The Righteous insist they want us to stop smoking and drinking and driving and eating and sleeping and breathing... did I miss something?
The Taxman does not want us to stop, or even reduce, our use of petrol, baccy and booze. In fact it would do the Treasury good if we all doubled our consumption of those things. I'm going to buy some petrol this week, in fact. My lawnmower runs on it. One gallon lasts a couple of years so it'll be a lot more expensive this time than last time. Hopefully, by next time I'll have perfected my plan for a solar-powered hover-mower that follows a path around the grass whenever the sun comes out. I have a £30 Tesco mower in the garage awaiting a suitable replacement motor and enough solar cells. It's not as easy as it sounds, balancing the weight with the power requirements. But then, as every woman knows, the reason men invent things like this is that we are basically lazy and want a machine to do it instead. Preferably automatically and unattended.
I'm sure there are those out there who still believe that the government really wants us to live healthy, pollution-free lives but the truth is, if we did that, the Treasury would collapse. Witness 'Chopper' Osbourne's latest idea to increase his tax take. He plans to increase the price of booze. Again.
Some will say that this is to 'reduce consumption'. No it isn't. It's to increase the tax take. A reduction in consumption is the last thing the Treasury wants to see.
There's no mention of tobacco but that increase goes without saying. Again, it's not to 'reduce consumption', it's to increase the tax take. I now source my tobacco from friends who take *cough* frequent foreign holidays. When they tell Customs it's for their own use, they are not lying. They plan to use it to sell to me, and others. You know, many such suppliers are non-smokers. We're not as isolated as we are led to believe.
Soon they'll be bringing in whisky too. They already bring beer but I drink so little of that it's not worth the saving.
What never seems to filter into the dense heads of the Righteous is that it's only worth smuggling something when the profit is high. It's a risky business and you have to be selling below local rates or you won't sell at all. So you are dependent on a big price differential between your source and your market.
Two ounces of tobacco comes in at around a tenner in the supermarket. The 'foreign holiday' guys can sell it at six quid a pack and make a profit. If it cost seven quid in the supermarket, the difference wouldn't attract all that many people and the smugglers would give up. Then the Treasury would get more tax because fewer people will buy the imports.
Instead of seeing this, our government (of whatever colour) will continue to increase the tax and thereby drive more and more to the little guy with the van in the back-alley. His range of goods will increase too.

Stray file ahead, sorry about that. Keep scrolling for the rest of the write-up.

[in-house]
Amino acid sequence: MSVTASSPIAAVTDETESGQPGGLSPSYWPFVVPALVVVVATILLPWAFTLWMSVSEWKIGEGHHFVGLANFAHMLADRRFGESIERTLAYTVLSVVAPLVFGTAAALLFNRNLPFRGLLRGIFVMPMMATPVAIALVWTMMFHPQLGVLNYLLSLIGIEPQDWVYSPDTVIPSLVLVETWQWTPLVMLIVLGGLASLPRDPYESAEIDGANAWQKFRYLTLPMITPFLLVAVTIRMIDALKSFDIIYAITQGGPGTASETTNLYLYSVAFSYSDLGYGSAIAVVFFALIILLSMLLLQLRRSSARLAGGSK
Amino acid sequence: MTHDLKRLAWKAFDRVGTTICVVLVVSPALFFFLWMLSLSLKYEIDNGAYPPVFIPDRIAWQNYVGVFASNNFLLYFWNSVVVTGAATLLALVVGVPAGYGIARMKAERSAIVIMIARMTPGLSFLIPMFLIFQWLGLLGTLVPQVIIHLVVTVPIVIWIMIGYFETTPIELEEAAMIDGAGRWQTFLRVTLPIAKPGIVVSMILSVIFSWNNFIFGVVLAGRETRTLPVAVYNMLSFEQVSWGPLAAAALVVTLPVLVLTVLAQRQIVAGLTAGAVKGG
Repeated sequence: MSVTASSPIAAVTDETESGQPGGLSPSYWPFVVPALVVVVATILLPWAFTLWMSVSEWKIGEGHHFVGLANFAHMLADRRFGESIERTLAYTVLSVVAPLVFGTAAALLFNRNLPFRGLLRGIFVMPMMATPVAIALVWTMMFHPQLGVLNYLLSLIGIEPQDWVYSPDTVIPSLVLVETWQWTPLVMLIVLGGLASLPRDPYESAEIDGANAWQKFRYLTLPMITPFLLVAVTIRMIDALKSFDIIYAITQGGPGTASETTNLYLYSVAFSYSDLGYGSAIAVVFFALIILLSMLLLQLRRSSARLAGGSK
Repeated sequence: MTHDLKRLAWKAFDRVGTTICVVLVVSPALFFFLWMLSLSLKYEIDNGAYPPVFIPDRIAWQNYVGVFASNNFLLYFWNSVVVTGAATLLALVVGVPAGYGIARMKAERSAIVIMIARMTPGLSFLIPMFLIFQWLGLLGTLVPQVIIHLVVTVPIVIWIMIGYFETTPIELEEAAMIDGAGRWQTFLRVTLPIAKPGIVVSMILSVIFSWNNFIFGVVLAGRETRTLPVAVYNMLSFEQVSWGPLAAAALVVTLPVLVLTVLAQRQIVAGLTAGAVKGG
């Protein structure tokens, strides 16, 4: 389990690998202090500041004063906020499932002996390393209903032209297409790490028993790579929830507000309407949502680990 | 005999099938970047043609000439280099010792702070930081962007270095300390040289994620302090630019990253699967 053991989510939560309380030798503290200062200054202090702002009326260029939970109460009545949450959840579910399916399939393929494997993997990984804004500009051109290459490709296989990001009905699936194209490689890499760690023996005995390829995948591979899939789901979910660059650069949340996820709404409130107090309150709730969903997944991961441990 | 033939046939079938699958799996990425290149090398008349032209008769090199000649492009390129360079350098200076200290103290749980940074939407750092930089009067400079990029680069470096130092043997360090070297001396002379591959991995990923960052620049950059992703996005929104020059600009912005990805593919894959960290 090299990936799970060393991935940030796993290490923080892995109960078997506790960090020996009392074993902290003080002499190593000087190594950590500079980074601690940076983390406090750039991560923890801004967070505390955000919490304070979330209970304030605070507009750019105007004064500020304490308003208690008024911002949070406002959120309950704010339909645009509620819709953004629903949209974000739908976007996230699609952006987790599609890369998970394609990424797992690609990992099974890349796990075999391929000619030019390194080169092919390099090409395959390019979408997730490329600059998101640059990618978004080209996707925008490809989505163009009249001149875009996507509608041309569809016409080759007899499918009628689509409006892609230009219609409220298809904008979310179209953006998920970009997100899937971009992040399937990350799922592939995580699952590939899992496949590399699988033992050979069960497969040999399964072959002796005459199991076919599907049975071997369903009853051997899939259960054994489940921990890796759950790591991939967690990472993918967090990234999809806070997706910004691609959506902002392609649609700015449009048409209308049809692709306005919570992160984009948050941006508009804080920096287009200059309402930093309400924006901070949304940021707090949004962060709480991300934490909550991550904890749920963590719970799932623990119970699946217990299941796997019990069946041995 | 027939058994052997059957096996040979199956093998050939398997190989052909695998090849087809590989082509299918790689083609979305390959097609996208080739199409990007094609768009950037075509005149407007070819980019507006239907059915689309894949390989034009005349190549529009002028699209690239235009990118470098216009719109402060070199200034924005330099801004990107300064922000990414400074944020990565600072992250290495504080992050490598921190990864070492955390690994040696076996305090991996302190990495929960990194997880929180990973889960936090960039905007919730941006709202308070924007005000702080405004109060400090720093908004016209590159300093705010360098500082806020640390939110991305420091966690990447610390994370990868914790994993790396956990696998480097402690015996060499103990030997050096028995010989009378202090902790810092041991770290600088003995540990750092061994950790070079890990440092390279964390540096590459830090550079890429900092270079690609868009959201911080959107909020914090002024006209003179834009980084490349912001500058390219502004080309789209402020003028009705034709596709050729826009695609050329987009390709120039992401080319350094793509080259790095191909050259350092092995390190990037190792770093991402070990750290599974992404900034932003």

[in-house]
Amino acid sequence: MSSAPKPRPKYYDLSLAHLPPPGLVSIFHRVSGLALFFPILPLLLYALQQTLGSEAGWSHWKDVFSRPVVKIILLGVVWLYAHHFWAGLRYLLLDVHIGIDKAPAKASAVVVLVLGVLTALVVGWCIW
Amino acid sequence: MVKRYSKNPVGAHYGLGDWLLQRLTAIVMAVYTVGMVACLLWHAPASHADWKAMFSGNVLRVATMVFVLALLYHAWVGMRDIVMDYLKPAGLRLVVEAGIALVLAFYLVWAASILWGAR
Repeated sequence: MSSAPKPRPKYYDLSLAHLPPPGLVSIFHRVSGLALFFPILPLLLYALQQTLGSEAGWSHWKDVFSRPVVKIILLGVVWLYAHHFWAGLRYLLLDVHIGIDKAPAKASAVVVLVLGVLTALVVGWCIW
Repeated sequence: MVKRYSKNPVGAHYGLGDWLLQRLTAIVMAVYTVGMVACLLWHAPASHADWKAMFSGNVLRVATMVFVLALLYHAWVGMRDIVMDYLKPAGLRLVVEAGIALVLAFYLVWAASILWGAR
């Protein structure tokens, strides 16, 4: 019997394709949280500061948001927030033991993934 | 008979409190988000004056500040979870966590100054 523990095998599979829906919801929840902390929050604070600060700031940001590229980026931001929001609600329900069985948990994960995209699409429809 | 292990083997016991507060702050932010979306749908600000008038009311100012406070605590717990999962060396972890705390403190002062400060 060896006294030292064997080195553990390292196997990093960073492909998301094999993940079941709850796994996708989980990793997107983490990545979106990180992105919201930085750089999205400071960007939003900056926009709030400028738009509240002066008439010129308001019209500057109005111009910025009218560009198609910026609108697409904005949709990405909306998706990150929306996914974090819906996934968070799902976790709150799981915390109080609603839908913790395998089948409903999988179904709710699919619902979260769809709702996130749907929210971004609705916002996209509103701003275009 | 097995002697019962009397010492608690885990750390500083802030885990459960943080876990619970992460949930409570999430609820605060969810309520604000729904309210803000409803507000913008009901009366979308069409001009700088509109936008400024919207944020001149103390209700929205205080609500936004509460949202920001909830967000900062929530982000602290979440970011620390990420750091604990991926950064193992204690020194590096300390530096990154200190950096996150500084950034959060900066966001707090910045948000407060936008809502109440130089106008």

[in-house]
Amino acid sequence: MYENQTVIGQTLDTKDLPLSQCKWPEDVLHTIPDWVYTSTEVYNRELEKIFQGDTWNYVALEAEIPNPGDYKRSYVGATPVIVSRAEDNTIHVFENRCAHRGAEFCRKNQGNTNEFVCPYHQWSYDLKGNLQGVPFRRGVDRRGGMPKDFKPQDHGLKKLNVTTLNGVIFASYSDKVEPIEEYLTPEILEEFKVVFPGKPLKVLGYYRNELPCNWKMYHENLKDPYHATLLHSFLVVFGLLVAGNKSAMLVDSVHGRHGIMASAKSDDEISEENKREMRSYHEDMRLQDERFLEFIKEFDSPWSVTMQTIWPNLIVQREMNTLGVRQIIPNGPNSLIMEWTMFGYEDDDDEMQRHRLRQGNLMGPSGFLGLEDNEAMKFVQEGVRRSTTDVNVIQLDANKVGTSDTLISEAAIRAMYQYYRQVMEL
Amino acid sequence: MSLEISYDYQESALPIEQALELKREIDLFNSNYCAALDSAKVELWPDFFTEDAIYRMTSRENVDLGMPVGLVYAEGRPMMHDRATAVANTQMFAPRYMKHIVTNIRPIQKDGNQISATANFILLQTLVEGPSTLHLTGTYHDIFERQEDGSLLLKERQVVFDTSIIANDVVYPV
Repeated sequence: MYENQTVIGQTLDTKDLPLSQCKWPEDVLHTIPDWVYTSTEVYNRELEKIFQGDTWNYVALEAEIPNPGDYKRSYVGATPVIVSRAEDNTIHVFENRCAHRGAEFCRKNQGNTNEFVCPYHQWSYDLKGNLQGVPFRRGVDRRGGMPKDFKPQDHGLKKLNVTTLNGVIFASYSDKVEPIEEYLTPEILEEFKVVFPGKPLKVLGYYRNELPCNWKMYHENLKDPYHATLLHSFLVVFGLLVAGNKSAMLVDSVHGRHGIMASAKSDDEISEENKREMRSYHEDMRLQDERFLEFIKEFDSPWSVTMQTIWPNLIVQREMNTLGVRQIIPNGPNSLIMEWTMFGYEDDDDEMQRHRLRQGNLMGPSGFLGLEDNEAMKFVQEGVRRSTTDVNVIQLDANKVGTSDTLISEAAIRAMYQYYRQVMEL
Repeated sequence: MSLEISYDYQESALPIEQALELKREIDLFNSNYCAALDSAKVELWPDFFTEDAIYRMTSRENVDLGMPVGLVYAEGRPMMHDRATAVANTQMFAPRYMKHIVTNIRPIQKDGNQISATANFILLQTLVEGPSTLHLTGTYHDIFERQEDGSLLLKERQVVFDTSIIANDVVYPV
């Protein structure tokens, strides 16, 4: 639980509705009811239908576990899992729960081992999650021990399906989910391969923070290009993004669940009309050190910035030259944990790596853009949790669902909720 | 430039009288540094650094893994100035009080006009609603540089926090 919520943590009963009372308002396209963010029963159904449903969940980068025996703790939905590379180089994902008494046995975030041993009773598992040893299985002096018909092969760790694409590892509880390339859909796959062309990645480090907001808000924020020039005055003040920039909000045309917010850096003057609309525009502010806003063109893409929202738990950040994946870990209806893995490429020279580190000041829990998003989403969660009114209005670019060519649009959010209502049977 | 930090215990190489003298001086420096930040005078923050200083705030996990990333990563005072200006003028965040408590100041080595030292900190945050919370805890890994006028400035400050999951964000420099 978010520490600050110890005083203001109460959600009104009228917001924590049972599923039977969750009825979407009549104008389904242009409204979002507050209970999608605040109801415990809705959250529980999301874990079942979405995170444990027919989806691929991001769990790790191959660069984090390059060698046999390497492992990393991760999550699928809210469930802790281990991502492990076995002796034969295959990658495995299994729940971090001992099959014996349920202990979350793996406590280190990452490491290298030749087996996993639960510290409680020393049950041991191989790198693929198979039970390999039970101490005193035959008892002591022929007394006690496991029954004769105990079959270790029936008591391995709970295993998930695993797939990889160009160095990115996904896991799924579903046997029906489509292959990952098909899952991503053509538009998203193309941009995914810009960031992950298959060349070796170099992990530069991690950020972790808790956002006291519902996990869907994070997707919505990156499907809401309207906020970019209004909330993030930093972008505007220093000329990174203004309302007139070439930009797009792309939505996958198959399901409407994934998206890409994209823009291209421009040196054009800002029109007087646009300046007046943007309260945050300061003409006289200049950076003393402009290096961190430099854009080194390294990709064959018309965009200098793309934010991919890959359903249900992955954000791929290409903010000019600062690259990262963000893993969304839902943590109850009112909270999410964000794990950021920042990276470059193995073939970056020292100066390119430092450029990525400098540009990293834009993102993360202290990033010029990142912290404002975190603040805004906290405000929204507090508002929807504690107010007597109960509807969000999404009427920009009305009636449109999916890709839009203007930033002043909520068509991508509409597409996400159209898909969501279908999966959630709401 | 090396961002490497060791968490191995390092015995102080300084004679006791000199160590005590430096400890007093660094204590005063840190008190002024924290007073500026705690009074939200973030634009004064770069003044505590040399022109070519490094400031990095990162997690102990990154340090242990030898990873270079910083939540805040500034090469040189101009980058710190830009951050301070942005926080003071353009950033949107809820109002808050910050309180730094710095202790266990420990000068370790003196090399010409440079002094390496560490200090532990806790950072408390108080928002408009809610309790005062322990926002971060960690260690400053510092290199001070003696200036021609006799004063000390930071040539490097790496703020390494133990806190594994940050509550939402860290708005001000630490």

As for booze, well that is very easy to make and there is no way to stop it happening. I haven't built a still because it's not yet worth it. Besides, the stuff I like has to be aged for an absolute minimum of eight years in oak barrels and I've never been known for my patience. Good quality tobacco also takes years. However, the price will eventually reach a point where it's worth starting. I can sell the raw hooch to fund my booze and tobacco intake while I wait for the good stuff to be ready and by the time I retire I'll have an independent supply of both. Free, apart from a little effort.
Tobacco - you're taxing something that grows on its own.
Booze - you're taxing something that anyone can make. No training necessary. If you want to distil then you do need to know what you're doing but beer? Easy. You can make a strong beer at home for pennies per pint in a matter of weeks. Wine? Almost effortless and can be made with fruit grown in your garden or collected from the wild - and yes, if it grows on public property, it's wild. If it grows in someone's garden and overhangs the fence, you can't have it but if it's rooted beside a public path, fill your bag.
An aside - someone told me of a case of two neighbours who hated each other. One had an apple tree that overhung the neighbour's garden. The neighbour cut off the overhang and dropped it back over the fence. He had eaten all the apples but left the cores attached to the tree. Yes, he had munched around them without picking them.
The owner of the apple tree went to his lawyer but the lawyer said nothing could be done. It is legal to cut off an overhang as long as you return it, which the neighbour did. It is not legal to pick the fruit from an overhang, but he didn't, by strict interpretation of the law, pick any. He had left the apples attached to the branch, even though he had eaten them. So that's not illegal but it's pretty spiteful.
Basically, you can make all the booze you want at home and even if they made homebrew illegal, there's no real way to police it. So they don't sell brewer's yeast. They'll still sell baker's yeast and it's the same species. It won't make good beer straight away but if you re-use it on successive batches, it'll get better. Alternatively, buy a bottle of beer with the yeast still in it and use that. You want hops and barley? Visit a farmer. Malting isn't hard, it just takes a little effort. If you can't get hops, use nettles, but use the very young shoots that haven't developed stings yet or you'll lose all feeling in your tongue. All you need is a little practice.
I'm out of practice. I think I might go shopping for demijohns and buckets. As for yeast, well, that's not likely to be an issue.